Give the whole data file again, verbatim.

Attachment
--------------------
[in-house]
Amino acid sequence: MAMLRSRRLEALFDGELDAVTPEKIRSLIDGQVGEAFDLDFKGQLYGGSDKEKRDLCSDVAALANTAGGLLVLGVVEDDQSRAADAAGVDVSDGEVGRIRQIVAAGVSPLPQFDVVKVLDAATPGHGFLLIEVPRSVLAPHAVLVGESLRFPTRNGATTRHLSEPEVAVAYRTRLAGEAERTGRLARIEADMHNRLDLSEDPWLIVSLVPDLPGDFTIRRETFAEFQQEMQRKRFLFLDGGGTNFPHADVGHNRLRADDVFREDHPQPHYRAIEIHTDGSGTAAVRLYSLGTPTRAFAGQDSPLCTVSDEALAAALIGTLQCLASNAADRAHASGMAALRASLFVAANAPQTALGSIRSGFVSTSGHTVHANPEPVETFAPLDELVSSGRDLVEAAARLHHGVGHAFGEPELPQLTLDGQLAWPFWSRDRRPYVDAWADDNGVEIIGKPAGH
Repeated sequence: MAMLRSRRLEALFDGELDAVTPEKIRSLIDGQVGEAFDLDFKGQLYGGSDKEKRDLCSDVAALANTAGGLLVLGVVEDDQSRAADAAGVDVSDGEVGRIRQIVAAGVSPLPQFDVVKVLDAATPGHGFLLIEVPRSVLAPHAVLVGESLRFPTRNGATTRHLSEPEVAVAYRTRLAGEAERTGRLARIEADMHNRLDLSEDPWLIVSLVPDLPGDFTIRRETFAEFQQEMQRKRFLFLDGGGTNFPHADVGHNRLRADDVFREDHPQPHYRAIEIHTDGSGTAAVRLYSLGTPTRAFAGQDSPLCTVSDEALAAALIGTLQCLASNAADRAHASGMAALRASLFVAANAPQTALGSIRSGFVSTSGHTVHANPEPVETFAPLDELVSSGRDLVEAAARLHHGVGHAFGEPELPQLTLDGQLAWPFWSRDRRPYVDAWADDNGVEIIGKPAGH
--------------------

[in-house]
Amino acid sequence: MAMLRSRRLEALFDGELDAVTPEKIRSLIDGQVGEAFDLDFKGQLYGGSDKEKRDLCSDVAALANTAGGLLVLGVVEDDQSRAADAAGVDVSDGEVGRIRQIVAAGVSPLPQFDVVKVLDAATPGHGFLLIEVPRSVLAPHAVLVGESLRFPTRNGATTRHLSEPEVAVAYRTRLAGEAERTGRLARIEADMHNRLDLSEDPWLIVSLVPDLPGDFTIRRETFAEFQQEMQRKRFLFLDGGGTNFPHADVGHNRLRADDVFREDHPQPHYRAIEIHTDGSGTAAVRLYSLGTPTRAFAGQDSPLCTVSDEALAAALIGTLQCLASNAADRAHASGMAALRASLFVAANAPQTALGSIRSGFVSTSGHTVHANPEPVETFAPLDELVSSGRDLVEAAARLHHGVGHAFGEPELPQLTLDGQLAWPFWSRDRRPYVDAWADDNGVEIIGKPAGH
Repeated sequence: MAMLRSRRLEALFDGELDAVTPEKIRSLIDGQVGEAFDLDFKGQLYGGSDKEKRDLCSDVAALANTAGGLLVLGVVEDDQSRAADAAGVDVSDGEVGRIRQIVAAGVSPLPQFDVVKVLDAATPGHGFLLIEVPRSVLAPHAVLVGESLRFPTRNGATTRHLSEPEVAVAYRTRLAGEAERTGRLARIEADMHNRLDLSEDPWLIVSLVPDLPGDFTIRRETFAEFQQEMQRKRFLFLDGGGTNFPHADVGHNRLRADDVFREDHPQPHYRAIEIHTDGSGTAAVRLYSLGTPTRAFAGQDSPLCTVSDEALAAALIGTLQCLASNAADRAHASGMAALRASLFVAANAPQTALGSIRSGFVSTSGHTVHANPEPVETFAPLDELVSSGRDLVEAAARLHHGVGHAFGEPELPQLTLDGQLAWPFWSRDRRPYVDAWADDNGVEIIGKPAGH